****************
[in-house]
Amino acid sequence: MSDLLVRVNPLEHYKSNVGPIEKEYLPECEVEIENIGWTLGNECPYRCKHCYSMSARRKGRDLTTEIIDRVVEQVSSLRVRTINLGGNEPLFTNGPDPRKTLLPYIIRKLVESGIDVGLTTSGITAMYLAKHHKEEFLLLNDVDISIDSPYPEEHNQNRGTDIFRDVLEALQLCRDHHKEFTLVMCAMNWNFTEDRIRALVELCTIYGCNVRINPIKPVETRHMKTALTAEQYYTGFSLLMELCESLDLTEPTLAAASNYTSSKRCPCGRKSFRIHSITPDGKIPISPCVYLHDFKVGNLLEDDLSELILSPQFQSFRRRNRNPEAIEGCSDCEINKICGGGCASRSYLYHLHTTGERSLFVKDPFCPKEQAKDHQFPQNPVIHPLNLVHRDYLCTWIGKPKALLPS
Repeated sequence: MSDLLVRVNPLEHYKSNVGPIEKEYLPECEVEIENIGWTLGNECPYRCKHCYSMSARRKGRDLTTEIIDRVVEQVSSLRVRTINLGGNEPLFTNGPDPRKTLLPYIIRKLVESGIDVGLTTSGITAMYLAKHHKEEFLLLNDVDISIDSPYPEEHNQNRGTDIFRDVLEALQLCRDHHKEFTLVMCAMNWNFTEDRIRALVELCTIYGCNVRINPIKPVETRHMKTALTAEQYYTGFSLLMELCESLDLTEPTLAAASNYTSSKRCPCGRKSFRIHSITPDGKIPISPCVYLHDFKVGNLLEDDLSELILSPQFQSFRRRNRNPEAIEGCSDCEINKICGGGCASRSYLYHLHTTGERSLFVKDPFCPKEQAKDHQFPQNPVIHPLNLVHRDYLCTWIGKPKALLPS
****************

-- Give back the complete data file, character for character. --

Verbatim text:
[in-house]
Amino acid sequence: MSDLLVRVNPLEHYKSNVGPIEKEYLPECEVEIENIGWTLGNECPYRCKHCYSMSARRKGRDLTTEIIDRVVEQVSSLRVRTINLGGNEPLFTNGPDPRKTLLPYIIRKLVESGIDVGLTTSGITAMYLAKHHKEEFLLLNDVDISIDSPYPEEHNQNRGTDIFRDVLEALQLCRDHHKEFTLVMCAMNWNFTEDRIRALVELCTIYGCNVRINPIKPVETRHMKTALTAEQYYTGFSLLMELCESLDLTEPTLAAASNYTSSKRCPCGRKSFRIHSITPDGKIPISPCVYLHDFKVGNLLEDDLSELILSPQFQSFRRRNRNPEAIEGCSDCEINKICGGGCASRSYLYHLHTTGERSLFVKDPFCPKEQAKDHQFPQNPVIHPLNLVHRDYLCTWIGKPKALLPS
Repeated sequence: MSDLLVRVNPLEHYKSNVGPIEKEYLPECEVEIENIGWTLGNECPYRCKHCYSMSARRKGRDLTTEIIDRVVEQVSSLRVRTINLGGNEPLFTNGPDPRKTLLPYIIRKLVESGIDVGLTTSGITAMYLAKHHKEEFLLLNDVDISIDSPYPEEHNQNRGTDIFRDVLEALQLCRDHHKEFTLVMCAMNWNFTEDRIRALVELCTIYGCNVRINPIKPVETRHMKTALTAEQYYTGFSLLMELCESLDLTEPTLAAASNYTSSKRCPCGRKSFRIHSITPDGKIPISPCVYLHDFKVGNLLEDDLSELILSPQFQSFRRRNRNPEAIEGCSDCEINKICGGGCASRSYLYHLHTTGERSLFVKDPFCPKEQAKDHQFPQNPVIHPLNLVHRDYLCTWIGKPKALLPS